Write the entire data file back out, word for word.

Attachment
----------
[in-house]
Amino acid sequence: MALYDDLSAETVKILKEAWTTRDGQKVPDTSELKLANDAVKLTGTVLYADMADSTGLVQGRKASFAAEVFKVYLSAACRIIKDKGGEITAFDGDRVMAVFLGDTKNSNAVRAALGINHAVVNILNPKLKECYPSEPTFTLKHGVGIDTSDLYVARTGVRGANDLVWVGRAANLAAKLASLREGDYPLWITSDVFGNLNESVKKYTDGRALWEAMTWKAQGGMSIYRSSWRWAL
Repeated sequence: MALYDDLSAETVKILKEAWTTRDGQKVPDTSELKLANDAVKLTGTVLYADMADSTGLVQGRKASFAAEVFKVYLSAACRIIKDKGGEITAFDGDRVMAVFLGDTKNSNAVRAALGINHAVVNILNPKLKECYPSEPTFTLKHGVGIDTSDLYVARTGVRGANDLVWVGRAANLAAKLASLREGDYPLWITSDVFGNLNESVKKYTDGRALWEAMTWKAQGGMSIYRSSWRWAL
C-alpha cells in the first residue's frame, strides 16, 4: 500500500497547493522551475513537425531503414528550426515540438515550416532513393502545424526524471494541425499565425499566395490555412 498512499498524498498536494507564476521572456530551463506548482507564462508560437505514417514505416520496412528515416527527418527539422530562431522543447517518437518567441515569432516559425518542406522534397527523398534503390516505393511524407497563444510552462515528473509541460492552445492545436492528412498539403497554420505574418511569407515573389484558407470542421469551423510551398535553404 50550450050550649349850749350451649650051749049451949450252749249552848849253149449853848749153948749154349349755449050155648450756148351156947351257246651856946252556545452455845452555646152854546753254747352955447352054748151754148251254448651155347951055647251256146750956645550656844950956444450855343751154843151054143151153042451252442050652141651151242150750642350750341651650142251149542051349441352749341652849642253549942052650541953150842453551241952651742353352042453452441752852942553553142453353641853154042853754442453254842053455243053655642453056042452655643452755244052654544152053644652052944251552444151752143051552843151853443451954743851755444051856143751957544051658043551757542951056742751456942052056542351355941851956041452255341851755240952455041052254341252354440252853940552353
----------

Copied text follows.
[in-house]
Amino acid sequence: MALYDDLSAETVKILKEAWTTRDGQKVPDTSELKLANDAVKLTGTVLYADMADSTGLVQGRKASFAAEVFKVYLSAACRIIKDKGGEITAFDGDRVMAVFLGDTKNSNAVRAALGINHAVVNILNPKLKECYPSEPTFTLKHGVGIDTSDLYVARTGVRGANDLVWVGRAANLAAKLASLREGDYPLWITSDVFGNLNESVKKYTDGRALWEAMTWKAQGGMSIYRSSWRWAL
Repeated sequence: MALYDDLSAETVKILKEAWTTRDGQKVPDTSELKLANDAVKLTGTVLYADMADSTGLVQGRKASFAAEVFKVYLSAACRIIKDKGGEITAFDGDRVMAVFLGDTKNSNAVRAALGINHAVVNILNPKLKECYPSEPTFTLKHGVGIDTSDLYVARTGVRGANDLVWVGRAANLAAKLASLREGDYPLWITSDVFGNLNESVKKYTDGRALWEAMTWKAQGGMSIYRSSWRWAL
C-alpha cells in the first residue's frame, strides 16, 4: 500500500497547493522551475513537425531503414528550426515540438515550416532513393502545424526524471494541425499565425499566395490555412 498512499498524498498536494507564476521572456530551463506548482507564462508560437505514417514505416520496412528515416527527418527539422530562431522543447517518437518567441515569432516559425518542406522534397527523398534503390516505393511524407497563444510552462515528473509541460492552445492545436492528412498539403497554420505574418511569407515573389484558407470542421469551423510551398535553404 50550450050550649349850749350451649650051749049451949450252749249552848849253149449853848749153948749154349349755449050155648450756148351156947351257246651856946252556545452455845452555646152854546753254747352955447352054748151754148251254448651155347951055647251256146750956645550656844950956444450855343751154843151054143151153042451252442050652141651151242150750642350750341651650142251149542051349441352749341652849642253549942052650541953150842453551241952651742353352042453452441752852942553553142453353641853154042853754442453254842053455243053655642453056042452655643452755244052654544152053644652052944251552444151752143051552843151853443451954743851755444051856143751957544051658043551757542951056742751456942052056542351355941851956041452255341851755240952455041052254341252354440252853940552353